FergusonNew mud or tape-on corner beads are more
resistant to edge cracking and nail pops than traditional metal
At the end of a drywall job, I touch up small defects and do
a careful cleanup. Then, before I leave the site, I make a
final walk-through with the client. This provides a good
opportunity to answer any questions and to show off the quality
of the job. With the client as witness, I'm also protected from
liability for any damage that may occur as other contractors
work on the site, such as the door installer who whacks the
ceiling, the electrician who slips with the screwdriver, or the
mover who damages the outside corner in the foyer. If any such
damage occurs and I get called back to make the repair, I'll
Every once in a while, however, I may get a call about an
edge crack on a corner bead, or a popped screw or nail along
the top edge of a wall — particularly after the first
heating season, when the framing has dried and settled. Other
common callbacks include loosened or buckled tape in the inside
corners, ridging of seams on higher walls — a stairwell
wall, for example — or visible ridging on a butted seam.
Sometimes, after the painting is done, I'll get a call about
seams or fasteners showing through as a different texture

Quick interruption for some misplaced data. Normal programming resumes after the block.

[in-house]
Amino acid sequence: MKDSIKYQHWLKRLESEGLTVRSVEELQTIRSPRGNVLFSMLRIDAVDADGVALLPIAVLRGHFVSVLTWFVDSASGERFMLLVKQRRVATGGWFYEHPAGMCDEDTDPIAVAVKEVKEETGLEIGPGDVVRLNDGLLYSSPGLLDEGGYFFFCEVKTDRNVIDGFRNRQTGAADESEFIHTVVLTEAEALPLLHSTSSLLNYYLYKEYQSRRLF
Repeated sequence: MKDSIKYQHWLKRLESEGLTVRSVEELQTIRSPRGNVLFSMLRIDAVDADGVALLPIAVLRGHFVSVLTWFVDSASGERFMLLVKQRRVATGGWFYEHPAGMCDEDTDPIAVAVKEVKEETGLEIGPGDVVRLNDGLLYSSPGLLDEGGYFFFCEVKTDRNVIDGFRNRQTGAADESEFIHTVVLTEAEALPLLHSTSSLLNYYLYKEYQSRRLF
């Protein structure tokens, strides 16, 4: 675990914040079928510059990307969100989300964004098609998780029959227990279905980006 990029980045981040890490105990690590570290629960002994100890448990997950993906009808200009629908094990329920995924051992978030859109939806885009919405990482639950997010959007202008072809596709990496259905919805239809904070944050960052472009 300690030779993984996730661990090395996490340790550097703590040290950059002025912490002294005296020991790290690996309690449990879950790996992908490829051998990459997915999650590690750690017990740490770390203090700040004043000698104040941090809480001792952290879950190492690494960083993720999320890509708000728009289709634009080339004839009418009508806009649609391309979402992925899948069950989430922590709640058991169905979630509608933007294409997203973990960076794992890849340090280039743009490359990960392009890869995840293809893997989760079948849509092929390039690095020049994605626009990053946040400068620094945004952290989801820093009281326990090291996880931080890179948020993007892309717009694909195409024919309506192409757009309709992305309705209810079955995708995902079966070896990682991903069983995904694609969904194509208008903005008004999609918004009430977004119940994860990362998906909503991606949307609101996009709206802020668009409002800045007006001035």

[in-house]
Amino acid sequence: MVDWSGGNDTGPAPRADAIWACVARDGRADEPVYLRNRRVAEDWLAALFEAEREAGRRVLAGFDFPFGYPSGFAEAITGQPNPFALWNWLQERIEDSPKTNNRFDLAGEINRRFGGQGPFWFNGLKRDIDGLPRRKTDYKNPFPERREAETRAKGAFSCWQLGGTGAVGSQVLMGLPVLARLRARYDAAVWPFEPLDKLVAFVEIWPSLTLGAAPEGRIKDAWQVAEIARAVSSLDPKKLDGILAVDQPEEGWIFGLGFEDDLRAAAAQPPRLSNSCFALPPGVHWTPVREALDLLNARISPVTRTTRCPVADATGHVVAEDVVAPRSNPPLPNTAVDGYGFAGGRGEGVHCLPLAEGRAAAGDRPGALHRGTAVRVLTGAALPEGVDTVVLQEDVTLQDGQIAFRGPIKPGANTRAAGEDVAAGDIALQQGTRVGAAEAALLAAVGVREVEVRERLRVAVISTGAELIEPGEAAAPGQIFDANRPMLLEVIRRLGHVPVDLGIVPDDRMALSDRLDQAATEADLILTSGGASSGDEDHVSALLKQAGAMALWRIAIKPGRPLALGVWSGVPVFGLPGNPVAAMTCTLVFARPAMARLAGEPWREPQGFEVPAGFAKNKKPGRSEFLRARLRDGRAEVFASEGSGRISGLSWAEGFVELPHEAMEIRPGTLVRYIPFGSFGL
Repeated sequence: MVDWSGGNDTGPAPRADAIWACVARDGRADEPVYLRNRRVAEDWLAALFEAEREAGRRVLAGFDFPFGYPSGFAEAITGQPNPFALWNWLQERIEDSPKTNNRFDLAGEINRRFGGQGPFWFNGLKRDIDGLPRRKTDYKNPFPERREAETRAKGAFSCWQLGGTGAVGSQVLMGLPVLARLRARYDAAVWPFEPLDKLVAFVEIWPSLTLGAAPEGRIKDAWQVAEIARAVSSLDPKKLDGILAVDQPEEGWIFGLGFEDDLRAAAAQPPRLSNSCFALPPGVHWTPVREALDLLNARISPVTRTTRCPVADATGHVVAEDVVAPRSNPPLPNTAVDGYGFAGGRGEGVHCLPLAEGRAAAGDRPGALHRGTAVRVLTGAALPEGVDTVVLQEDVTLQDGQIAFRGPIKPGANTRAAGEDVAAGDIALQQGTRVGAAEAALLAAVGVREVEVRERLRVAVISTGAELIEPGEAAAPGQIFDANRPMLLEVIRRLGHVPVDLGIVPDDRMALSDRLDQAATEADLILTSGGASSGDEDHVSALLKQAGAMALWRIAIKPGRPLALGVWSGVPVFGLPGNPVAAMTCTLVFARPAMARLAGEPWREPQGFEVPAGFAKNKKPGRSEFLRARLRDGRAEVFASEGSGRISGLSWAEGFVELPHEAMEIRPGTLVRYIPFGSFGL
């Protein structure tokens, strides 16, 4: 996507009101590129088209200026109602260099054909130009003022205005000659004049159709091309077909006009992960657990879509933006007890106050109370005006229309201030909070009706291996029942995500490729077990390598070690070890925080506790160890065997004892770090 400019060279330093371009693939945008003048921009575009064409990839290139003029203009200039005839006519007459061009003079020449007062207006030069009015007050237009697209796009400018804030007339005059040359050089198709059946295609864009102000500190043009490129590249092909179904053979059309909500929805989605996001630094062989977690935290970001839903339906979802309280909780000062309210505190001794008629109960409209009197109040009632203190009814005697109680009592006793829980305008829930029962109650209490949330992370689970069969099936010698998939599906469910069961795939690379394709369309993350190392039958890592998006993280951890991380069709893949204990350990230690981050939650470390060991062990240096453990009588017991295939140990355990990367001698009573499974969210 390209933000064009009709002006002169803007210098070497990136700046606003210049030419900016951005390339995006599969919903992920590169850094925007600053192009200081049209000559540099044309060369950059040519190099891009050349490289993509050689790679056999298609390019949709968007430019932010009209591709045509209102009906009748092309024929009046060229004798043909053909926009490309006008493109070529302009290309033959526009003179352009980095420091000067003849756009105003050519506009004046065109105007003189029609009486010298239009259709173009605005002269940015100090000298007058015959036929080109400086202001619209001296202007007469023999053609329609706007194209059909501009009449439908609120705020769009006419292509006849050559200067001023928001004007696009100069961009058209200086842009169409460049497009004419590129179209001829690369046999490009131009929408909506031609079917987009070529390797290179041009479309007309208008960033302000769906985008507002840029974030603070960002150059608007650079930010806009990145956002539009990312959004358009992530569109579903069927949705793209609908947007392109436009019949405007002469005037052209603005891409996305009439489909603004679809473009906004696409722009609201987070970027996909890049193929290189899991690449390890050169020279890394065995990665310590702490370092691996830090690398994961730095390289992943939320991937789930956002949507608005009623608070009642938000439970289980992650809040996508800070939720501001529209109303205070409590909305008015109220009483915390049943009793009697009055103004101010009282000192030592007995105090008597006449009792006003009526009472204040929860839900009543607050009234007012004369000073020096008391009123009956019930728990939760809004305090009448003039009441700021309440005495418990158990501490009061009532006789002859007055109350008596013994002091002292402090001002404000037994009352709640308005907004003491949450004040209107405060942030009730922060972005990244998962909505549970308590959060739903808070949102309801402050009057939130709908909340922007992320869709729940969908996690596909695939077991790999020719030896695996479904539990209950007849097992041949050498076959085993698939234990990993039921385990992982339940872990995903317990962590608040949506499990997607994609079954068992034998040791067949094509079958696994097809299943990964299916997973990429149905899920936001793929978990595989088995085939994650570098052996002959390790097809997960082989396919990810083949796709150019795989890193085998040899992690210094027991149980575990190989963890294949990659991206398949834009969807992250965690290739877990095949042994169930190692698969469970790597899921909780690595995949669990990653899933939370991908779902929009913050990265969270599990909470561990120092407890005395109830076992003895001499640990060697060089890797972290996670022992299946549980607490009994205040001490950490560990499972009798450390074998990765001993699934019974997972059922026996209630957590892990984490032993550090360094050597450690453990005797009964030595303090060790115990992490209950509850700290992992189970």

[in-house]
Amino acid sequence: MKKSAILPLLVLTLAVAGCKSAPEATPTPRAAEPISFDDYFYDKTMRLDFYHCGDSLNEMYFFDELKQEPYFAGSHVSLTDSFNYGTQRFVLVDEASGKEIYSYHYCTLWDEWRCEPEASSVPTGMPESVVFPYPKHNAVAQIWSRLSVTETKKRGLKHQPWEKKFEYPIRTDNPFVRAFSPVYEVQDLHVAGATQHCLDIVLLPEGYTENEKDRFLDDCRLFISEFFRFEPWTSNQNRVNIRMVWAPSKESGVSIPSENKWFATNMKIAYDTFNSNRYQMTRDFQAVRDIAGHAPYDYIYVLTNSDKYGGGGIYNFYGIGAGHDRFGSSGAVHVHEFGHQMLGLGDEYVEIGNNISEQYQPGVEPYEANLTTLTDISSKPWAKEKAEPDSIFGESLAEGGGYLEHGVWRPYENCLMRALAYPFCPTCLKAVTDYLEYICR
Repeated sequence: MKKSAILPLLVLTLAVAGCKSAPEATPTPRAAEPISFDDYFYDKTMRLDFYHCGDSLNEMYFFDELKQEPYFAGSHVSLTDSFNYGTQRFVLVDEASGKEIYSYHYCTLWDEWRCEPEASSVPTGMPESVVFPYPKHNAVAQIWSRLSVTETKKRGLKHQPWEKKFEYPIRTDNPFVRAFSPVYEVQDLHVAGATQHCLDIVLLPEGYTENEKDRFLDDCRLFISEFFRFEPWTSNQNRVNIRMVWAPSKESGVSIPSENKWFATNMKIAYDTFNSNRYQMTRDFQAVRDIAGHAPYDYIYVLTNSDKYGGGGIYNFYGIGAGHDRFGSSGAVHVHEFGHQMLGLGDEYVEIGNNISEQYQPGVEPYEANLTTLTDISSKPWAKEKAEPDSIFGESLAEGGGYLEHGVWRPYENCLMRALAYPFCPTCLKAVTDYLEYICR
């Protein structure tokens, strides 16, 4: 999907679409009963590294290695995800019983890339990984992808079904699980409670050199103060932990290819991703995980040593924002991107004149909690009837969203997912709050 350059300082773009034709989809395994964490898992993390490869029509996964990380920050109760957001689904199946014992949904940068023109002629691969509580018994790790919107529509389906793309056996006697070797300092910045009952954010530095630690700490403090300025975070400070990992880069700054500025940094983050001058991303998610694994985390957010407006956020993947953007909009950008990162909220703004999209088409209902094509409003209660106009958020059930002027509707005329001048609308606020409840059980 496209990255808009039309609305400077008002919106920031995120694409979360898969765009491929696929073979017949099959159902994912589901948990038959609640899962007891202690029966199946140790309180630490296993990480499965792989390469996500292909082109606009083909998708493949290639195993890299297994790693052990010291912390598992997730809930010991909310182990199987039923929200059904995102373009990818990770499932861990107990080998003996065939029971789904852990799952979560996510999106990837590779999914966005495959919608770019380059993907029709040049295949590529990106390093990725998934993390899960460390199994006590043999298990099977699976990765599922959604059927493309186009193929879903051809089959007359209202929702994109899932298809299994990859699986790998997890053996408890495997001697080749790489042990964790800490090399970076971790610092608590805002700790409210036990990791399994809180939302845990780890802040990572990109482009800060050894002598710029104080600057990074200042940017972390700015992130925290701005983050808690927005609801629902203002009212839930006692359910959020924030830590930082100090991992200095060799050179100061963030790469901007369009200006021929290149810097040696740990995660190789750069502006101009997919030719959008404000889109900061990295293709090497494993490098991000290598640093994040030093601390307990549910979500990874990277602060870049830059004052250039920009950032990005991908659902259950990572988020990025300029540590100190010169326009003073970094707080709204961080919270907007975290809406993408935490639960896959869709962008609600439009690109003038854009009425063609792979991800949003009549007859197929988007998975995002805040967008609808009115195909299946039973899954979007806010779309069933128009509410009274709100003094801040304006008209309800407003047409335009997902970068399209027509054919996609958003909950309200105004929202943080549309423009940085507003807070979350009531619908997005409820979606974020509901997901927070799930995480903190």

(known in the trade as photographing or telegraphing). All of
these problems can be prevented or greatly reduced and are easy
When fastening the drywall, whether with screws or nails, I
make certain that the panel is tight against the framing and
that the fasteners are properly set (see Figure 1).
I use coarse-thread screws for wood framing and fine-thread
for metal. Improper fastener lengths can also cause problems;
screws for wood framing should penetrate the framing by 5/8
inch and nails by 7/8 inch. Much shorter or longer is not
recommended. Instead of nails, I use screws whenever possible,
because they hold much better and are less likely to damage the
drywall as they are being installed. The nose of a drywall
screw gun also pushes the panel against the framing and limits
the screw to exactly the proper depth just below the surface of
the drywall, without tearing the paper or damaging the gypsum
core. If a screw is set too deep, though, the panel is more
likely to pop loose.
Other hints. When drywall panels are force-fit
into place, they may bow, which can introduce stress and keep
the panel from contact with the framing. This creates the
possibility of fastener pops. Misaligned and twisted framing
can also contribute to fastener failure. Any fastener that
misses or is not securely anchored into the framing member may
work loose over time and should be immediately removed.
Floating corner technique
16 inches o.c.
24 inches o.c.
16 inches o.c.
24 inches o.c.
. Nail or screw pops
and cracking in the seams are common along inside corners at
wall-to-wall or wall-to-ceiling intersections. These problems
are typically caused by settling stresses or truss uplift. One
way to reduce problems is to eliminate fasteners along one or
both edges of the corner (Figure 2).Figure
2. Avoid nail and screw pops at wall-to-ceiling
intersections by holding back the fasteners on both the wall
and ceiling panels. At wall-to-wall intersections, leave the
first panel unfastened in the corner and hold it in place with
the abutting panel.